When you're shopping for eggs, you're probably thinking about prices and recipes and not the material from which the carton is made. Material matters when the eggs are gone, and it's time to dispose of the empty carton. Cardboard egg cartons seem straightforward; they're made of pulped paper fibers just like other cardboard and can generally (though not always) be recycled along with your other used cardboard. Styrofoam, however, trips people up. Should your foam egg cartons go in the curbside bin, and are Styrofoam egg cartons recyclable at all?
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Are Styrofoam Egg Cartons Recyclable?
To understand the challenges with Styrofoam recycling, it's useful to understand how this material is made. What we commonly think of as Styrofoam packaging, like the stuff that's used to make packing peanuts and disposable cups, is technically called expanded polystyrene foam, or EPS. The foam is made by heating and expanding tiny balls of plastic resin and pressing the heated resin into shapes using molds. This process yields a sturdy yet lightweight product that traps heat well, which is why Styrofoam's common uses include packaging hot foods and home insulation.
One big problem with Styrofoam is that it's not easily recycled compared to other materials. Used cardboard can be broken down into reusable paper fibers and made into new paper products. Metal can be melted down and reused over and over again. Styrofoam can also be melted down, creating recycled resin that can be used to make products like picture frames and crown molding, but this is a specialized kind of recycling, and most facilities don't have the ability to process Styrofoam along with other common recyclables.
In short: Are Styrofoam egg cartons recyclable? Technically, yes, but realistically, not usually.
Disposing of Styrofoam Egg Cartons
Because there's not a cost-effective way for them to manage old Styrofoam, recyclers generally don't want it. Most municipalities tell residents to dispose of Styrofoam along with their regular trash. It's worth verifying this with your municipality's waste disposal agency because some communities do have access to foam recycling services. You might need to drop off your clean foam egg cartons at a designated facility rather than put them in your curbside recycling bin.
Some grocery stores offer take-back programs for foam food packaging, which might be an option in your area. Also check with the brand that produced the eggs. For one, Eggland's Best takes back foam cartons from its eggs. However, you'll have to pay for your own postage and weigh the environmental cost of shipping a box of foam cartons to Indiana so they can (hopefully) be recycled versus putting them in your trash.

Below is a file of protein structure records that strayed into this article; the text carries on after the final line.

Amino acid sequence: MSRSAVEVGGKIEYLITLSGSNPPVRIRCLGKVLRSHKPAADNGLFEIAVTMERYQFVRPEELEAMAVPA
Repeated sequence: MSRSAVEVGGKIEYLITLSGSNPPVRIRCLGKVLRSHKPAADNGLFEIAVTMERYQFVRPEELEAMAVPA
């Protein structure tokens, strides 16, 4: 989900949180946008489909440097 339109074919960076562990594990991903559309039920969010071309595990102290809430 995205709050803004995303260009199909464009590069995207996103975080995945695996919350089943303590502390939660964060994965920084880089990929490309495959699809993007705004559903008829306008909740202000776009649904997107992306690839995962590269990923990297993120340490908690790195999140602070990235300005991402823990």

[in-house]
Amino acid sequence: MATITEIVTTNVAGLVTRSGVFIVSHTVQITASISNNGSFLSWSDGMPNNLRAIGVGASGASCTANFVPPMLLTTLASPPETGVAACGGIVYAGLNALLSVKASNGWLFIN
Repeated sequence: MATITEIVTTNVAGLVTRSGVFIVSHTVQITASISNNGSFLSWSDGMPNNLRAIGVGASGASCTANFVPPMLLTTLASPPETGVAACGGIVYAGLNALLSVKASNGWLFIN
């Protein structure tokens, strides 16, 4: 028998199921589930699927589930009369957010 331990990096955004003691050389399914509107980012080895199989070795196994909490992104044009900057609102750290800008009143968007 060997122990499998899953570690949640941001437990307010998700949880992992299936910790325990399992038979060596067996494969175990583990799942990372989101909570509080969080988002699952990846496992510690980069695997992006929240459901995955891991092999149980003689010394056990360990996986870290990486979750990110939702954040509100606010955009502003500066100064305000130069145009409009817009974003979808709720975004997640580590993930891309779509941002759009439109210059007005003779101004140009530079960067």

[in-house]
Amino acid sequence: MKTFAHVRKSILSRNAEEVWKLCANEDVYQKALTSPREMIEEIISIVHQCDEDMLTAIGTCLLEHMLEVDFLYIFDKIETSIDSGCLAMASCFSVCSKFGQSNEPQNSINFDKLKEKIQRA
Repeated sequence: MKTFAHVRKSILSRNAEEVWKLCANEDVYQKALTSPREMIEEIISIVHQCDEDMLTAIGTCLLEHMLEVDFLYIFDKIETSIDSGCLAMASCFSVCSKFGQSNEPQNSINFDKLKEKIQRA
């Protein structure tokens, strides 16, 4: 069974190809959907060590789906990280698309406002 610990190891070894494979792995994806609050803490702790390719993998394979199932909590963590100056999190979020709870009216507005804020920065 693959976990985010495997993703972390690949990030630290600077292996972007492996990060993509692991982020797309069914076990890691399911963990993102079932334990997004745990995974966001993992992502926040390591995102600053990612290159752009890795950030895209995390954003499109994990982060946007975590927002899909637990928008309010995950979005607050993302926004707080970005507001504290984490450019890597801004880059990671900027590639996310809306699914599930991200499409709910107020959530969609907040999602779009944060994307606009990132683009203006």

Reusing Styrofoam Egg Cartons
Styrofoam isn't biodegradable, and it takes up a ton of space in landfills. So, people who are concerned about sustainability might want to use and reuse their foam egg cartons before trashing them to get as much value out of each one as possible. You might see foam egg cartons used to organize beads or hold paint for kids' art projects. These are creative ways to reuse egg cartons, but because egg cartons can be contaminated with bacteria, they should be considered one-use products.
Out of an abundance of caution, you might not want to have kids use foam cartons for their projects, but if you're comfortable handling them yourself, egg cartons make perfect trays in which to start seedlings. This is a quick and easy project that's perfect for beginning gardeners. Hopefully, your seeds will sprout, and you can transfer them to larger containers. If not, you won't have wasted much time or money.
Wash and dry the egg carton and then poke a few small holes in the bottom of each cup for drainage. Fill the cups halfway with potting soil, add seeds to each one, and cover them completely with soil. Put them in a sunny place and spritz the seeds with water each day. Many types of flower seeds and herb seeds can be sprouted this way but think about a big-picture plan for your future plants when making seed choices. For example, apartment dwellers might want to plant several herbs that can be potted together to maximize limited space.
- Earth911: Recycling Mystery: Expanded Polystyrene
- County Waste & Recycling: Egg Cartons - Recycle or Reuse or Trash
- City of Malden, Massachusetts: Trash & Recycling
- U.S. Department of Agriculture: Could Cross Contamination Occur When Packaging Materials Are Reused?
- Eggland's Best: Eggland's Best Packaging
- Earth911: Debate Over Expanded Polystyrene Recycling Gets Weighty